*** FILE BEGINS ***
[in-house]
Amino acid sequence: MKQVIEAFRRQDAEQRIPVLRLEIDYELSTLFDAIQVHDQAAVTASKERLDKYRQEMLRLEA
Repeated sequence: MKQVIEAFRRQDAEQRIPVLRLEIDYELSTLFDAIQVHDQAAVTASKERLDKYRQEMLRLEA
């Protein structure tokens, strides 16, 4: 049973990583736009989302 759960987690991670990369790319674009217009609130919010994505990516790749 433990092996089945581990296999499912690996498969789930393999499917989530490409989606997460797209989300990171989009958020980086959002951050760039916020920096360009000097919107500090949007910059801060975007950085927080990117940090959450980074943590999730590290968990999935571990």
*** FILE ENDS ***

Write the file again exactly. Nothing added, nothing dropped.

[in-house]
Amino acid sequence: MKQVIEAFRRQDAEQRIPVLRLEIDYELSTLFDAIQVHDQAAVTASKERLDKYRQEMLRLEA
Repeated sequence: MKQVIEAFRRQDAEQRIPVLRLEIDYELSTLFDAIQVHDQAAVTASKERLDKYRQEMLRLEA
């Protein structure tokens, strides 16, 4: 049973990583736009989302 759960987690991670990369790319674009217009609130919010994505990516790749 433990092996089945581990296999499912690996498969789930393999499917989530490409989606997460797209989300990171989009958020980086959002951050760039916020920096360009000097919107500090949007910059801060975007950085927080990117940090959450980074943590999730590290968990999935571990």